Reports of Black Friday's demise have been greatly exaggerated, and if you doubt that, show up at a big box retailer at 3 a.m. this Friday. But it's undeniable that the shine around shopping's biggest day has dulled a little, and that shows up in the data. Last year, 134 million people shopped during Thanksgiving weekend, down from 141 million the year before, according to the National Retail Federation (NRF).
This drop could be good news for consumers (lower odds of getting injured by a massive crowd?) or it could be bad news (struggling retailers more likely to pounce on consumers' wallets with tricks?). So here's a list of Black Friday "gotchas" to watch for as you get into the gift-giving mood. (We'll leave the self defense to you.
1. Waiting until Black Friday
Why is Black Friday shrinking? Online shopping is growing, but so is the entire shopping season, which is creeping closer to Halloween. In fact, the NRF says 57 percent of holiday shoppers have already purchased a gift by now.
"Black Friday is starting earlier and earlier," said Edgar Dworsky, founder of ConsumerWorld.org. And that leads to "Gotcha" No. 1
It's inevitable. Retailers who want to "win" Black Friday change the rules, and try to get an early start. Some are making Black Friday last all November long. Walmart will make most items available online at 3 a.m. on Thursday, Dworsky says. So don't wait if you are dead set on getting a great deal this Friday. The gift you seek might already be on sale.
2. Limited supply
That leads to "gotcha" No. 2. We all know the loss-leader game, but so many of us fall for it anyway. A store offers a product below cost, generating great excitement, but only has a handful of the item available. The rest of the shoppers who stand in line are left waiting at the retail counter. What does limited supply mean to you? Unless you are really in this for the love of the hunt, you may want to skip the mad dash to the stores. Why play a game designed so most consumers lose? Taking that gamble also often leads to the next "gotcha" ...
3. Buying things you don't want
Seems obvious. Trust me, it's not. Plenty of folks buy things they don't need or want, thinking they're getting a good deal. But, if you don't need an item, and never use it, it's a bad deal. That impetuosity calculus is hard enough at normal times, but during gift-giving season, it's much worse. (Overspending is rampant this time of year, and many people can get themselves into debt. You can see how your credit card spending is impacting your credit scores for free on Credit.com.)
People throw good-deal items in their carts, thinking they will decide later who might want it as a gift. Sure, that works sometimes. But admit it: Many of you have a pile of useless items bought that have been never used or gifted. And that's a terrible deal. But it's often a product of ...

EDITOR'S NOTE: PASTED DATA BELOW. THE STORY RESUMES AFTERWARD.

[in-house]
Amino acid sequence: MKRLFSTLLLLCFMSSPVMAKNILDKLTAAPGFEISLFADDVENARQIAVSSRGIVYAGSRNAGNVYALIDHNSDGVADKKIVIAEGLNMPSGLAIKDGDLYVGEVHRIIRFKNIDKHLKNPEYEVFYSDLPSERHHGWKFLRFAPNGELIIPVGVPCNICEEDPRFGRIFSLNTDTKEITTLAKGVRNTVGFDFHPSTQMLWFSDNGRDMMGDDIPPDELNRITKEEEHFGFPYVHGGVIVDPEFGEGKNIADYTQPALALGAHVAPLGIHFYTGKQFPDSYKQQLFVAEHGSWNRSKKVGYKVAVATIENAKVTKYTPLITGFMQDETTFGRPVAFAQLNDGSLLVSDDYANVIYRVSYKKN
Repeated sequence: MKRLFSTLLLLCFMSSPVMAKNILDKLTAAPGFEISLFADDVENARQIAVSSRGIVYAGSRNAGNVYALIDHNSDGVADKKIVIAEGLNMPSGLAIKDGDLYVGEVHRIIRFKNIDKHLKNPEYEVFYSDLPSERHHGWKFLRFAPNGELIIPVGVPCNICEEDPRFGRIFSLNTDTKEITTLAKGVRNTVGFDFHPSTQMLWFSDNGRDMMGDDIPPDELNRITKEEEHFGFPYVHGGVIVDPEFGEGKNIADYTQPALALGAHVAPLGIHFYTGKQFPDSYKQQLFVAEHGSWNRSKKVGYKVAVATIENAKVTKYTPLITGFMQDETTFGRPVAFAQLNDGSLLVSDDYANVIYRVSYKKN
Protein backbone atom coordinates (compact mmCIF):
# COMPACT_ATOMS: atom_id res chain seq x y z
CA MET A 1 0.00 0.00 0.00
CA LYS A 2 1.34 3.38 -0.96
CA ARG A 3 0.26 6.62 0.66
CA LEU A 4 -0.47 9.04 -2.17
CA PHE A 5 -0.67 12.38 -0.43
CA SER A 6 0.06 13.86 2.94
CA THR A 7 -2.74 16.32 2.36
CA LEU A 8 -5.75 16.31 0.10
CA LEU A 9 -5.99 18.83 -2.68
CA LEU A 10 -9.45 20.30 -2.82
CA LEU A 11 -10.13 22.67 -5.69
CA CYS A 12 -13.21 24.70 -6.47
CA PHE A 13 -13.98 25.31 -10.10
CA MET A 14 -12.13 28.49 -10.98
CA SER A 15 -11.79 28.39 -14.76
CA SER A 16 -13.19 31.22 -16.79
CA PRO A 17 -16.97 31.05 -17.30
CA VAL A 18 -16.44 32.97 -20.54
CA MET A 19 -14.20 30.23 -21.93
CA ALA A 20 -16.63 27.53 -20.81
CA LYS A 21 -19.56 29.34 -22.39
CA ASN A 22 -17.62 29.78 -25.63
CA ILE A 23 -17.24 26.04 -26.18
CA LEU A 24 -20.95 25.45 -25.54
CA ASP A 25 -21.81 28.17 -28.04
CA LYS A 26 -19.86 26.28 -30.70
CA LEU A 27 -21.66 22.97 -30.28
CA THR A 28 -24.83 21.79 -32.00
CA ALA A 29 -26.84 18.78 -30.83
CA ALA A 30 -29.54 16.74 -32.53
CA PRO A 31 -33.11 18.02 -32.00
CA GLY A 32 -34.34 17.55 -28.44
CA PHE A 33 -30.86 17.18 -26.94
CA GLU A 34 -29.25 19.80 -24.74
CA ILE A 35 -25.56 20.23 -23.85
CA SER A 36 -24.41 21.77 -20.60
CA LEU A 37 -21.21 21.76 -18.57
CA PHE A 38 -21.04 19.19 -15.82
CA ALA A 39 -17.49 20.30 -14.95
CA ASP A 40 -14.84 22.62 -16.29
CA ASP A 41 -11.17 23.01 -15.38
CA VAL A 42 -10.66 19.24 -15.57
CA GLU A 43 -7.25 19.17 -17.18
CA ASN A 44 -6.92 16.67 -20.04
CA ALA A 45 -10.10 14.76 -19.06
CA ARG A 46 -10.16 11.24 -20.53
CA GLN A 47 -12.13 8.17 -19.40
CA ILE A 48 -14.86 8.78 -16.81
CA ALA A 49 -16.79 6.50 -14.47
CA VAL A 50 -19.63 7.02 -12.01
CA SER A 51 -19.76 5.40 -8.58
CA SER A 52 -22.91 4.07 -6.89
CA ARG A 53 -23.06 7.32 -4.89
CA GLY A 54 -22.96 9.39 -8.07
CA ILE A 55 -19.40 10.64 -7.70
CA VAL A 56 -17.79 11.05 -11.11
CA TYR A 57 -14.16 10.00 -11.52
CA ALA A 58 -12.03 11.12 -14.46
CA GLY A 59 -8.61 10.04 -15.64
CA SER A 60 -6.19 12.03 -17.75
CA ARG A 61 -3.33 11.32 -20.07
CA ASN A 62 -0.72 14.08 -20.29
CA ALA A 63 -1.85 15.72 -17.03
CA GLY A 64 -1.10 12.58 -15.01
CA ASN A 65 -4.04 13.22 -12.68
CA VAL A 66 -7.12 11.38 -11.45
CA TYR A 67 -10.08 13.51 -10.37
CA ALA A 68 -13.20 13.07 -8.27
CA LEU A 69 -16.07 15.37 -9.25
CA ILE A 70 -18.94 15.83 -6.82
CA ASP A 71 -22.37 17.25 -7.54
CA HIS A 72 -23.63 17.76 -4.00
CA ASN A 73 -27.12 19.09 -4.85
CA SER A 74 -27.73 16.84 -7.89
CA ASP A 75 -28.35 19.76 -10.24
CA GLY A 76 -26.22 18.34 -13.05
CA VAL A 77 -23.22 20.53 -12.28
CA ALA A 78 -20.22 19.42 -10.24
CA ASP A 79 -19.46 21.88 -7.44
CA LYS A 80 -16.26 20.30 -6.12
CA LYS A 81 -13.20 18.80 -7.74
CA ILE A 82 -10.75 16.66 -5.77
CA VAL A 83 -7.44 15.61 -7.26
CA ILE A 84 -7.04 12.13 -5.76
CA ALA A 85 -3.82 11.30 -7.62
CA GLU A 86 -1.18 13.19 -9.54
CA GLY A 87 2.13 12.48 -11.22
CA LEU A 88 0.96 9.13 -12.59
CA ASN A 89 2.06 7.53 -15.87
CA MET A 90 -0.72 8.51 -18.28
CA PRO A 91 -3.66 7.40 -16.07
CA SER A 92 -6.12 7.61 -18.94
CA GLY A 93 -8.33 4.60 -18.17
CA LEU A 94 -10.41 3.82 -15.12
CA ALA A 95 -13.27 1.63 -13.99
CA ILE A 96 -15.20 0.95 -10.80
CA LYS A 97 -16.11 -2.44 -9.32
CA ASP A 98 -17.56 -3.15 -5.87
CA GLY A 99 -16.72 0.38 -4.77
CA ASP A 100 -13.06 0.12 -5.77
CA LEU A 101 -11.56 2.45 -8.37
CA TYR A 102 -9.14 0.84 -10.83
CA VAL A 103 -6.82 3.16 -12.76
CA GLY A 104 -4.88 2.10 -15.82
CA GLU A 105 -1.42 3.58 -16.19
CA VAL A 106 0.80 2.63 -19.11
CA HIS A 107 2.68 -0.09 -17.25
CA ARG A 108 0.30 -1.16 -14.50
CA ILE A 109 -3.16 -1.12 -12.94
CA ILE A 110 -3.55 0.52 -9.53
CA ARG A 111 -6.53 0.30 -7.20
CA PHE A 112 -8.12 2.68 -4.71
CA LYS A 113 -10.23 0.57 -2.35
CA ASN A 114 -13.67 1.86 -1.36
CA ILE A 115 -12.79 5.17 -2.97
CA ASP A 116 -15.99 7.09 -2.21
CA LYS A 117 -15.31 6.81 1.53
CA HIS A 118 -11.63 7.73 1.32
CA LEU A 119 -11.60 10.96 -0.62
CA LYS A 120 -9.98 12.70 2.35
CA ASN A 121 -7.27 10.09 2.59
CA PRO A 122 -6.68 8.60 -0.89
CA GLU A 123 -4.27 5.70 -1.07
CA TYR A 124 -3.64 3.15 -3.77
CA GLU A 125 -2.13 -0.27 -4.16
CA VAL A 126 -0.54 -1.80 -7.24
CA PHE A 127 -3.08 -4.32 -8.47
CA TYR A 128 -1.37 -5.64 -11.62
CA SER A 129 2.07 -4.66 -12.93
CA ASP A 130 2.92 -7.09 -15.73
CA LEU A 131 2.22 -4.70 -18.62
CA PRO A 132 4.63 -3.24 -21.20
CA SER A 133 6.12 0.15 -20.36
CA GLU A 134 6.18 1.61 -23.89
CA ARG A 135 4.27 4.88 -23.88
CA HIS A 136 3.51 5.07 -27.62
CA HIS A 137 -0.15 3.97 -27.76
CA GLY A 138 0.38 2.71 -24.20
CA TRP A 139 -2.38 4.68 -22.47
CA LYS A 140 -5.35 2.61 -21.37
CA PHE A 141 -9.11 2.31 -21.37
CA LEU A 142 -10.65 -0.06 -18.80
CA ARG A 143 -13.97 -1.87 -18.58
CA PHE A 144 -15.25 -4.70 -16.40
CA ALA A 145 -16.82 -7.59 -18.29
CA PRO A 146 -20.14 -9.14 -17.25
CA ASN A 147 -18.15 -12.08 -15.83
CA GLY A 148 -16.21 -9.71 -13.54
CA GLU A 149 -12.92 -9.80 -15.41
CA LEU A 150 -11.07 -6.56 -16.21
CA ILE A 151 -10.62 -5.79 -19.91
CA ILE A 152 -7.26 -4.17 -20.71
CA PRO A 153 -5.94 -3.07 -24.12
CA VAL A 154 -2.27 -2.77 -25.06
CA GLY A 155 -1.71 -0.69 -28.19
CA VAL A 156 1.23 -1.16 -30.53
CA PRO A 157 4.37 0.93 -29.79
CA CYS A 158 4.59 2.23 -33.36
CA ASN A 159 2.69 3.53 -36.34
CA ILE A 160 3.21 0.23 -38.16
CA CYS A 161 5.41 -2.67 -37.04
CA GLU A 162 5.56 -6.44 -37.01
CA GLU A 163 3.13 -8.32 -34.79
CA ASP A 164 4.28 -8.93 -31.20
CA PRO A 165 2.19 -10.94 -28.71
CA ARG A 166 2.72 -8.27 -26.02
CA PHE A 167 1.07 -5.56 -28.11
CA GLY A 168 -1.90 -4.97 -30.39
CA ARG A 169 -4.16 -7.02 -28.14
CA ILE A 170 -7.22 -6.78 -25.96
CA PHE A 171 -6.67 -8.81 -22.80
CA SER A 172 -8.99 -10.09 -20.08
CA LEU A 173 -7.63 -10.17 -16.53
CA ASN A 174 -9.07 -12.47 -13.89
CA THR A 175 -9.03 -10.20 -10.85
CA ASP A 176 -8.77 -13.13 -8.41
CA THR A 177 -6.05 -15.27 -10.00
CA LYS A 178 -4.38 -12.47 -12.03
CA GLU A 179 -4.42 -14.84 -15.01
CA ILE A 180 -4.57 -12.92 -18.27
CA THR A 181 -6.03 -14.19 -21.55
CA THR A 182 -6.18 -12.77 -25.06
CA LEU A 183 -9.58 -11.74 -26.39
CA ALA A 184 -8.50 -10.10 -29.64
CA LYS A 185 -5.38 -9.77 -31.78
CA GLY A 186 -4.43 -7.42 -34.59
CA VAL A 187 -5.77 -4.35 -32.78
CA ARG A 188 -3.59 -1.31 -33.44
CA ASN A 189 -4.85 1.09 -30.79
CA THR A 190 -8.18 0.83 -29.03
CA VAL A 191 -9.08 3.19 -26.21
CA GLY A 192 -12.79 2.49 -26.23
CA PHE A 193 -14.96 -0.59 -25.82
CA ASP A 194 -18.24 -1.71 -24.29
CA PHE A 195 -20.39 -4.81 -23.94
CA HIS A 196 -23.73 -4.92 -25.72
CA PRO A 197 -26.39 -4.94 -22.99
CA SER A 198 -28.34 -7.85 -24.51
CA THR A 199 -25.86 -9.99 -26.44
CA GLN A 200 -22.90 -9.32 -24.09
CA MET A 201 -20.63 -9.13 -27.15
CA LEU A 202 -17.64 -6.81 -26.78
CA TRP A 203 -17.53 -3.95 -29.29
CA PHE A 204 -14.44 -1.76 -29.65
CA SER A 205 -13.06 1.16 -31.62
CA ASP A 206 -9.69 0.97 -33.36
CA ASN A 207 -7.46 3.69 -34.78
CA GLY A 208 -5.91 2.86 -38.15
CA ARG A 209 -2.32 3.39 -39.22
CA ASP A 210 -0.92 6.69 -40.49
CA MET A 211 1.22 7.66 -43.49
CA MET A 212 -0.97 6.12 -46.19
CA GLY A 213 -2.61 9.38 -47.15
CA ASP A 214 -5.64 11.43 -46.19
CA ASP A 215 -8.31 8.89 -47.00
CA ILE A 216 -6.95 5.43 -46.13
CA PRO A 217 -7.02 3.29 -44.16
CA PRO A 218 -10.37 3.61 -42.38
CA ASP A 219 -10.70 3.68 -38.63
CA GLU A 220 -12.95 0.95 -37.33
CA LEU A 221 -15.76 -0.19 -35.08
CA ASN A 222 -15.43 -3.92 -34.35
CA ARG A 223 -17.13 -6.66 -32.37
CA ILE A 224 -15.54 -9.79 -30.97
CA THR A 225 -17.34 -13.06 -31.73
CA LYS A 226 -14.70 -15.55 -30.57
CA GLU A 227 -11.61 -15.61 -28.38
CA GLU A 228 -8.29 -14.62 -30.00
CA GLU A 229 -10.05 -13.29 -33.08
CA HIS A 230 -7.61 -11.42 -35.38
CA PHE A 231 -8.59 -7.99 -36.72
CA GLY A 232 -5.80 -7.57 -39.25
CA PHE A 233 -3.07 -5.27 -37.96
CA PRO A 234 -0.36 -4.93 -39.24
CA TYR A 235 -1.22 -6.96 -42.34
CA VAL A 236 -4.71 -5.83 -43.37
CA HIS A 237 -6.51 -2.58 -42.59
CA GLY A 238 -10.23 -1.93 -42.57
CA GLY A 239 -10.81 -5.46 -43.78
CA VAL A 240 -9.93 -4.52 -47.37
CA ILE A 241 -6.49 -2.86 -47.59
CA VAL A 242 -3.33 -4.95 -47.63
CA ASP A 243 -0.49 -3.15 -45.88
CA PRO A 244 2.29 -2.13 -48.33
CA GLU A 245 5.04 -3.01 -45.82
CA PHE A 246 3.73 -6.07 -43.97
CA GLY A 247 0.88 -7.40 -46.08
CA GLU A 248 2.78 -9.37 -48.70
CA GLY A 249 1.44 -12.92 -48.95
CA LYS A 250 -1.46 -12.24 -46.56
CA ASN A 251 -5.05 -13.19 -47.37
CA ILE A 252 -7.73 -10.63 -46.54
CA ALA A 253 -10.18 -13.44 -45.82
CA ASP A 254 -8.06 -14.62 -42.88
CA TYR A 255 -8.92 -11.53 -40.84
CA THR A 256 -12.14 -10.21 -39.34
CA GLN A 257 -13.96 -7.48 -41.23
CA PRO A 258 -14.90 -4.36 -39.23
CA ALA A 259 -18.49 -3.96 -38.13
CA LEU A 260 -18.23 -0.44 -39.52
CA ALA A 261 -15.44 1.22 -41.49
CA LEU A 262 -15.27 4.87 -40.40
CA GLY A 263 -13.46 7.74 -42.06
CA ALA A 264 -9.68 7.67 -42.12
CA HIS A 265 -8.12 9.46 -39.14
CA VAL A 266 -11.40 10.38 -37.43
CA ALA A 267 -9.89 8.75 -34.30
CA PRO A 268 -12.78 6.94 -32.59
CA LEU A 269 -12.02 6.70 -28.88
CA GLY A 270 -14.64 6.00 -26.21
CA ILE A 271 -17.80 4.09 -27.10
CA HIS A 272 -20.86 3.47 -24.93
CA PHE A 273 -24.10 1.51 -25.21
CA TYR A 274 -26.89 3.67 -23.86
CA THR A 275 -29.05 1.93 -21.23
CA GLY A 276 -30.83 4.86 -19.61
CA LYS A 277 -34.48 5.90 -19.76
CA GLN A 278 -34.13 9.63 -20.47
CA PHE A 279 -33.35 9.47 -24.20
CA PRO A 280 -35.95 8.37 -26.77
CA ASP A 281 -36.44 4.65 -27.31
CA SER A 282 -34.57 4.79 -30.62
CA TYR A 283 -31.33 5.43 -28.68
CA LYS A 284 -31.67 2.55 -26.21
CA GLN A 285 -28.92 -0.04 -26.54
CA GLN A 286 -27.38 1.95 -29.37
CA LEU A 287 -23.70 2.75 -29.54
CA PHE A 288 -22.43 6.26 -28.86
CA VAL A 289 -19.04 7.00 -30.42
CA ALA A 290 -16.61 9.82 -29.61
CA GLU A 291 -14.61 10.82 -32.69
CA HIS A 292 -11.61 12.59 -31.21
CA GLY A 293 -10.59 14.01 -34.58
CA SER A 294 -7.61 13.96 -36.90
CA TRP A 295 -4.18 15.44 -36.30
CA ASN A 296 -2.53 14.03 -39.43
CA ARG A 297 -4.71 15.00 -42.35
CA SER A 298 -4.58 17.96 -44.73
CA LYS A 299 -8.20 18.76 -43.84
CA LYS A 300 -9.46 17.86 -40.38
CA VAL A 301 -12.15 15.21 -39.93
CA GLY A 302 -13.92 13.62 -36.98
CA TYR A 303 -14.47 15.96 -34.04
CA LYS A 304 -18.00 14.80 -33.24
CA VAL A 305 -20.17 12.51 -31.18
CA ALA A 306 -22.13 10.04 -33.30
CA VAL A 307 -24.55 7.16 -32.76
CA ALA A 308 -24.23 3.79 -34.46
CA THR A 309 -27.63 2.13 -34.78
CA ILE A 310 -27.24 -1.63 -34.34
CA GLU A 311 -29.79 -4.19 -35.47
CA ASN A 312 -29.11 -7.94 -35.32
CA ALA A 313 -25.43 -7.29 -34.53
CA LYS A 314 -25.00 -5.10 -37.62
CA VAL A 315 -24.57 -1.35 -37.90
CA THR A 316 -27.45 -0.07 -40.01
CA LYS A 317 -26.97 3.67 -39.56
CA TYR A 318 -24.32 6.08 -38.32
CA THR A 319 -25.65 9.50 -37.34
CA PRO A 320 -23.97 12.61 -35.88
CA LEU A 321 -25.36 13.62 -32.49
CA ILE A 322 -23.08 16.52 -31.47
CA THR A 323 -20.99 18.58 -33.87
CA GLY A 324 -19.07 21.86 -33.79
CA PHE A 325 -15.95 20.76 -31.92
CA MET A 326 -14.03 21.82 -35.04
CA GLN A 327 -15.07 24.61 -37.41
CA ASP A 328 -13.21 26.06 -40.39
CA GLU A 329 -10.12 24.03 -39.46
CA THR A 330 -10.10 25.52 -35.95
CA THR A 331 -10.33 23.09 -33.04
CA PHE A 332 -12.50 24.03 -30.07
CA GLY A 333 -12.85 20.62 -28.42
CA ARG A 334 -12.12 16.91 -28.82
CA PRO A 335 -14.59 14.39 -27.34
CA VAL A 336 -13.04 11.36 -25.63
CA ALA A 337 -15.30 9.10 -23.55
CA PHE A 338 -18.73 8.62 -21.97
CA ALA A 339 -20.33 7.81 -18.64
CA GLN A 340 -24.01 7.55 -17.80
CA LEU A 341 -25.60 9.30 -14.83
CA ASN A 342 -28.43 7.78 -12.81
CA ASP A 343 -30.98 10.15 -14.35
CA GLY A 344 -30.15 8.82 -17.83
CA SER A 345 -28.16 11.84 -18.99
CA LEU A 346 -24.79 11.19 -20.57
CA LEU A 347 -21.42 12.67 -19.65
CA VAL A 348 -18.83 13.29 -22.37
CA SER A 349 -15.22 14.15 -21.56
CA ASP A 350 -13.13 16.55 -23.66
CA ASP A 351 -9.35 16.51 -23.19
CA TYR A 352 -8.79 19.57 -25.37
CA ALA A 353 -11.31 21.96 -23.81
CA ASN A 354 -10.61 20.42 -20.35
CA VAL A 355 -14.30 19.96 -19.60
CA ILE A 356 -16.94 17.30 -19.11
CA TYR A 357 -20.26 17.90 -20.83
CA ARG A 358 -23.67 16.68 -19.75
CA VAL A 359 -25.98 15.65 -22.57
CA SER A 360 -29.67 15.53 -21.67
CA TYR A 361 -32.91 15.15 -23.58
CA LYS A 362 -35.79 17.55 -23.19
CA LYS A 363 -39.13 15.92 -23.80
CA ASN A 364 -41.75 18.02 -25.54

4. Panic buying
We've all been there. You get up early, spend precious weekend time walking around the store, and you've come up empty. Nothing. You see smiling "winners" carrying their cheap TVs and oversized teddy bears out of the store and you just want something to take home. So in a panic you grab ... something, anything. The Fear of Missing Out has taken hold. The urge is even stronger if you hear that the store is running out of the set of four after-shaves in a ship-in-a-bottle display. No, dad won't like it -- it's OK to leave the dance alone sometimes.
5. Cheaper last week or next week?
There's also a pretty good chance that you'll meet that perfect gift at next weekend's dance ... and it might even be cheaper. All sales are not created equal and some won't necessarily help you save. And a "sale" tag doesn't always mean the item sold for a higher price last week. It's supposed to, but it doesn't. JC Penney just agreed to pay $50 million to settle a lawsuit alleging "fake markdowns." (The company admitted no wrongdoing as part of the settlement). So make sure the great prices are really great. How? Never buy anything in a store without taking 30 seconds to do an online price reality check.
6. The rebate game
It's also important to make sure the price is really the price, and not the price you pay after you play origami with box tops, fill out forms in triplicate, mail the paperwork off to the North Pole and wait 10 weeks for a rebate check that never comes. Rebates have become more humane in recent years, so they are not the automatic disqualifiying factor they once were. However, again, you may want to check online for complaints about a particular policy or deal before committing to a long-term investment in time. Many good deals become bad deals when rebates go missing.
7. Happy returns?
Finally, watch for surprise terms and conditions on Black Friday. Is the return period shortened, or are you dealing with final sales in order to get that great deal? It's a good idea to read up before you plunk down your credit card. Final sales can be OK -- as long as you know the risk. And don't forget the gift receipts, in case your dad really doesn't like the after shave.